In my last post I had mentioned that there could be an improvement to
the code below:
(-> subject-items ((partial sort-by :Name)) ((partial drop (* page-number items-per-page)) ((partial take items-per-page)))
Simple method chain taking advantage of partial methods. That might
be fine for lesser beings, but not for someone so ruggishly handsome
To take an easy example that can be run in the REPL:
(-> (range 20) ((partial drop 5)) ((partial take 5)) ((partial apply +)))
Create a list of 1 to 20, drop the first 5, take the next 5, and add
them. You know, completely useless in the real world. What irks me
(Yes I used the word irks) is:
((partial ... )).
The reason for the double parenthesis is that as the chain moves to
the next step, it applies the chain result to it. If it were only:
(partial drop 5 [1 2 ... 20])
it would have tried to apply the range list to the partial call.
Uh oh… not good. Now look at it from the correct way:
((partial drop 5) [1 2 ...20])
Now it actually works. Partial is created, and THEN the list is
applied to it. Weeee!
So what’s next? Removing the partial thing. What I want, and you
should want too, is this:
(somemacroname (range 20) (drop 5) (take 5) (apply +))
A fair bit less typing, and less words to read. Win and Win.
Now when it comes to macros, It’s a goog idea to remember that macros,
for the most part, is just about assembling lists. After all, Clojure
is a part of the Lisp family. Therefore, there is no difference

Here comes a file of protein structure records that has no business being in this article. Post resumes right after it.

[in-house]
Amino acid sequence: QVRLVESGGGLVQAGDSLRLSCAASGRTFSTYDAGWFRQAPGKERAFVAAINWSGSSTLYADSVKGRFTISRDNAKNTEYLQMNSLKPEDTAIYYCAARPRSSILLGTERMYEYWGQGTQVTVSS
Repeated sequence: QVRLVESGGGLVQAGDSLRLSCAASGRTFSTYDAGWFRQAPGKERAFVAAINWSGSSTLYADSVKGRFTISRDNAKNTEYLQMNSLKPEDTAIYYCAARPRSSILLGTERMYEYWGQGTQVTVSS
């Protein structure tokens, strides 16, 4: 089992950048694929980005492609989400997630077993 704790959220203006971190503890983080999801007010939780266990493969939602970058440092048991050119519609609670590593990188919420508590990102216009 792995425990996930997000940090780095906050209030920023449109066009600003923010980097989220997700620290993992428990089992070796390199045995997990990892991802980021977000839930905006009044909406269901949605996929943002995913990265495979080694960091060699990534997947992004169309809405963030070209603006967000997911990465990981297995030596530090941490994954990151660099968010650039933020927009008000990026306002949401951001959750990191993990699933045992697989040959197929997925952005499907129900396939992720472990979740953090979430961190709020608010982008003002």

between a list, or code.
So to get underway, what do we need? A really cool, and novel name
for the macro.
Next, there needs to be a parameter list for the macro to use. There
are two parts of the original code: The list, and the list
manipulators. Because the list, in this context, is the odd ball, it
gets its own parameter. The manipulators get smashed into one group.
Don’t cry for them. Not them.
(defmacro |-> [original & items]
That way easy. Time to go home.
Ok so that I’m home, I’ll move to the next step:
(defmacro |-> [original & items] `(-> ~original )
That the -> an obvious given. The -> is needed. The
~original takes the value in original (range 20), and will resolve it
at expansion time.
Why not just:
(defmacro |-> [original & items] `(-> original )
Because if you expand that, the word ‘original’ will just be there,
not the (range 0 20) that it represents.
(-> (range 0 20)
original (with no ~) produces:
Next step is to figure out how to get this:
((partial drop 5)) ((partial take 5)) ((partial apply +))
(drop 5) (take 5) (apply +)
Remember, we are creating code by manipulating lists. What we need is
a tranformation from (drop 5) to ((partial drop 5)). How can this be
(cons `partial %)
Ok, why cons? Every item in the items list is itself a list.
If “cons” the keyword partial to it I get:
('partial drop 5)
Essentially I am making a new list by attaching partial to the old
one. However, that doesn’t get what is needed.
((partial drop 5))
So guess what? Cons again.
(cons (cons 'partial %) '())
This time I consed the new partial/drop list to an empty list.
If only there was a way to automate the creation of a list of the
(map #(cons (cons 'partial %) '()) items )
Now to put it all together:
(defmacro |-> [original & items] `(-> ~original ~@(map #(cons (cons 'partial %) '()) items )))
The ~@ is just so that it evalates the map call/result at expansion
time. The @ gets rid of the surrounding parenthesis of the list that
Now you do exciting things like:
(|-> (range 0 20) (drop 5) (take 5) (map #(+ 1 %)))